NYC healthcare workers & advocates call for more resources to protect inmates

Following the death of an inmate at the New York City jails system this week, health care workers and advocates said on Tuesday that they have been raising concerns about staffing levels and other safety issues at the overcrowded and violence-ridden facilities for years.

Tyrone Howard, 31, a 60-pound diabetic, was found unresponsive in his cell at the Rikers Island jail complex on Monday. Mr. Howard’s death on the weekend following President Trump’s visit to the island — where he was shown how his motorcade was diverted by nurses to an urgent-care clinic — has brought new scrutiny to what is already an under-resourced facility under intense scrutiny.

As Mr. Howard’s death raised new concerns, advocates argued that the president’s visit to the system was an opportunity to demand change.

“This is a very difficult year in Rikers,” Leslie Sims, president of the District Council 37 union of health care workers who have worked at Rikers since 1982, said. “Year after year, year after year, we are losing people. The situation is getting more urgent. We’re seeing more incidences, more violence, more deaths.”

The Department of Correction has been on an enrollment drive to reduce the population of inmates at Rikers to below 9,000, a number it argues has been too high for too long. To do that, officials have been opening up new jails and cutting programs, which have triggered a resistance among correction officers.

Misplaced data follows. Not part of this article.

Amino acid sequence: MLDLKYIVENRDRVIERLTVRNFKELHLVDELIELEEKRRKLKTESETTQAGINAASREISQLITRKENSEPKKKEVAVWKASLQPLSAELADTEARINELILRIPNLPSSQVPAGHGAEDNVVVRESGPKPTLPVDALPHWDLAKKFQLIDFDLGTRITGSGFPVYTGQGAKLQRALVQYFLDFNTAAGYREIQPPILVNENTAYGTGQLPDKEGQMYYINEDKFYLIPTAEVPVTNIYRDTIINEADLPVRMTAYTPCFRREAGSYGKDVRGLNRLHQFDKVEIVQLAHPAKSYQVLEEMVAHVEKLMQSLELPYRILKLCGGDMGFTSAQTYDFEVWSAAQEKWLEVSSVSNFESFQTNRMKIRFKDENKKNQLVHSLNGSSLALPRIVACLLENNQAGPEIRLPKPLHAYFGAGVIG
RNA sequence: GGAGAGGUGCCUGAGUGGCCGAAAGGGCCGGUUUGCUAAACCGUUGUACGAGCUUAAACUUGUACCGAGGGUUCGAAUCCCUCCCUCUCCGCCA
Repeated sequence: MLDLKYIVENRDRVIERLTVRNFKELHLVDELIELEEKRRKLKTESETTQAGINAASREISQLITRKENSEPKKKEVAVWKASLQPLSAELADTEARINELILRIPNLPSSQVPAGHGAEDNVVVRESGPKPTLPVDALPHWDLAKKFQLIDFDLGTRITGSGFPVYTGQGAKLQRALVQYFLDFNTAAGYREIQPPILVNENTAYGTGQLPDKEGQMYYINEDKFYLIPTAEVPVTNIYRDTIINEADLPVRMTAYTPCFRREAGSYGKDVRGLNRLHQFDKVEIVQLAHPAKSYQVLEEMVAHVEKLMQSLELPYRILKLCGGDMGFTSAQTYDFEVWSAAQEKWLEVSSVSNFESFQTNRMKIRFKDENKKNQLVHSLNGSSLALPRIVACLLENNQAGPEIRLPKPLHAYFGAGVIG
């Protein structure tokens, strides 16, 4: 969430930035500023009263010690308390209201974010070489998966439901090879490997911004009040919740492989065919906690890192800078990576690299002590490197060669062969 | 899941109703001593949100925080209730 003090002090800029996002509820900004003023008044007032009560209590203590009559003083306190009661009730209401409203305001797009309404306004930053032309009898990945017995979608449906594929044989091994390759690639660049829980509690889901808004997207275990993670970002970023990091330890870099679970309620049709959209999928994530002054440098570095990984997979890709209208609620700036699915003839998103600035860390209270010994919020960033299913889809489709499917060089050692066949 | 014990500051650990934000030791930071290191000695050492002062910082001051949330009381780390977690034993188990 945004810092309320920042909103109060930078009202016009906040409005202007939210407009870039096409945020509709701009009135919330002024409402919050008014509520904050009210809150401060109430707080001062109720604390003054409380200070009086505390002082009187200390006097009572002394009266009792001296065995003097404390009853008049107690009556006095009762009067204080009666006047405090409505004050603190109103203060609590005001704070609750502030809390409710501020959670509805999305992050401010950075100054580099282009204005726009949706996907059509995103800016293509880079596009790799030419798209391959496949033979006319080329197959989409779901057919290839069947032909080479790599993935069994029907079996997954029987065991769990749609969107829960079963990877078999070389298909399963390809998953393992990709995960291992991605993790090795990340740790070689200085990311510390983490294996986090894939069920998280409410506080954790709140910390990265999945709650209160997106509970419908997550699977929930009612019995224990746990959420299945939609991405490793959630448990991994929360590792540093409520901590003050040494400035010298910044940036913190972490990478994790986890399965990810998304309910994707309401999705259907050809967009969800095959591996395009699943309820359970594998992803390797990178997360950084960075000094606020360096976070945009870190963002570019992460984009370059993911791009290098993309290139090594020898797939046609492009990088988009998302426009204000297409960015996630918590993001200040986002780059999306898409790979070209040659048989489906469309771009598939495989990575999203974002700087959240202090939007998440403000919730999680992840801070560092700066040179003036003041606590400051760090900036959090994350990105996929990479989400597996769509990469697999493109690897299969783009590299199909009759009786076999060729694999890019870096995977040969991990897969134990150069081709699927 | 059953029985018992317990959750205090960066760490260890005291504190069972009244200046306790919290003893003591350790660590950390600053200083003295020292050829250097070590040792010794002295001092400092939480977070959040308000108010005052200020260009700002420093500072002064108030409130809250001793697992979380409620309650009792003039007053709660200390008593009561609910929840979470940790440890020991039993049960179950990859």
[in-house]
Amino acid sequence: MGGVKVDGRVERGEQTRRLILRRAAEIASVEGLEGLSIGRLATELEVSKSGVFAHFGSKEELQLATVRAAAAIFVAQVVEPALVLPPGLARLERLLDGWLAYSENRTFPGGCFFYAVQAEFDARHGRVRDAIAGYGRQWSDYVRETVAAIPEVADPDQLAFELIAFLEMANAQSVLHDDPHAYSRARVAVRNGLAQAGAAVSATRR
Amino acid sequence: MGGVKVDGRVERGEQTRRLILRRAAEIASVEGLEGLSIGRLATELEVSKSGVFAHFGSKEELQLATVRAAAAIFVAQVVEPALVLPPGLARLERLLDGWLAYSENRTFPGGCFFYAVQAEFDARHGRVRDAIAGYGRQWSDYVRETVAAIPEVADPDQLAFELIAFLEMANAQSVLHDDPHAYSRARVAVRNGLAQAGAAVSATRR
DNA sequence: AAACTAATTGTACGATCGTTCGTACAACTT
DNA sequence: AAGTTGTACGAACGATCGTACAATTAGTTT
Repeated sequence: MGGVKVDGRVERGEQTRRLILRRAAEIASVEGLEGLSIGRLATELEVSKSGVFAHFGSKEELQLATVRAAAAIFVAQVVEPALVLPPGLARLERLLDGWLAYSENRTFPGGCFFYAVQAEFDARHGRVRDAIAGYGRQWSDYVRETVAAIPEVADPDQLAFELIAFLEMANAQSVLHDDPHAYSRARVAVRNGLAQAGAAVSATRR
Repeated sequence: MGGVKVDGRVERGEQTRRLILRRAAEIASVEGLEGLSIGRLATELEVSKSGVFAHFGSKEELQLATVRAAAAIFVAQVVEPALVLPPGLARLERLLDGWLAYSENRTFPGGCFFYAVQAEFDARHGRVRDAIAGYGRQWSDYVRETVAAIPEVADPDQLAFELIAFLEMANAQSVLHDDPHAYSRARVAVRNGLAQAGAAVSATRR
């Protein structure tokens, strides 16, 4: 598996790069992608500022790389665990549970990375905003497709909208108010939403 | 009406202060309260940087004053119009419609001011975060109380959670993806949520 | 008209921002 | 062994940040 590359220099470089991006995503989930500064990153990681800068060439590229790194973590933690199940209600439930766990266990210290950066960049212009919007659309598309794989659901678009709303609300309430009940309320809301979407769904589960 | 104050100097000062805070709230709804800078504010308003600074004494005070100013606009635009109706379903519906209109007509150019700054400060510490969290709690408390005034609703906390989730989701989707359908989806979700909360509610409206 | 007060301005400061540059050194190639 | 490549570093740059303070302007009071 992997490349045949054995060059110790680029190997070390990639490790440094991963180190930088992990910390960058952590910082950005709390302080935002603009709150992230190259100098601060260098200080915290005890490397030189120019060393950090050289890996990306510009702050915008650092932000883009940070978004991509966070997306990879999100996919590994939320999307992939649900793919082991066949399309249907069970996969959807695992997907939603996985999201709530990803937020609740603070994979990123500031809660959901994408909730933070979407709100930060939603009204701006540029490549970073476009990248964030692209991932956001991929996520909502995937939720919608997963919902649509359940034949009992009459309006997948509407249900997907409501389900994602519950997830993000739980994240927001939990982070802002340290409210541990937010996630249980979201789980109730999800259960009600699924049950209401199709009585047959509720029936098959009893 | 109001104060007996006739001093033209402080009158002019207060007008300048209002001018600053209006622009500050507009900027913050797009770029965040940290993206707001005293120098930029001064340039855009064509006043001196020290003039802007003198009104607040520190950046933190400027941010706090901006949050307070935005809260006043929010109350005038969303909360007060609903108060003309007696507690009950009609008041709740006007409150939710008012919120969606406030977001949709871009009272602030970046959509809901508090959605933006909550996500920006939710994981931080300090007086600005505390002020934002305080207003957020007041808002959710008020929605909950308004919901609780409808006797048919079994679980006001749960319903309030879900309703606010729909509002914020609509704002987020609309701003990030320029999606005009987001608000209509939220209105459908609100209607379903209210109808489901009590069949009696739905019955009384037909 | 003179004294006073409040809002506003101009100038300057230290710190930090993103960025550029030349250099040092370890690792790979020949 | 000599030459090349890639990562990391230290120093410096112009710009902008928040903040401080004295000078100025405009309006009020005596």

But advocates point to an under-resourced system as the reason for the increase in violence at Rikers. Mr. Howard’s death follows the death of a transgender woman at Rikers in July.

The advocacy group NYC Justice Coalition, a joint initiative between the New York Civil Liberties Union and The New York Times, organized a demonstration on Tuesday outside the Rikers entrance. After a lawsuit involving public records requests, the organization learned that Rikers had fallen to 335 in July, the fewest inmates housed on the island since 2003.

“While the numbers may be small, the system continues to be very, very dangerous,” said Michael Milewski, of NYC Justice Coalition. “In this terrible environment, we don’t have adequate staff. Correction officers don’t feel that they can do their jobs. We have serious problems with mental health care.”

“It’s just horrible conditions,” said Yakeeni Stevenson, a health services worker at Rikers. “We have guards on the rooftop doing surveillance on people in their cells. Who is monitoring the officers?”

At the moment, Rikers has between 5,700 and 6,000 inmates, depending on which organization collects numbers.

Correction officials have pointed to the increase in inmate numbers as an explanation for the number of incidences, or disturbances, they are required to report.

And under a plan started by Commissioner Joseph Ponte, the correction system is ramping up staffing and resources by issuing more correction officers and focusing on programs to prevent repeat violent behavior.

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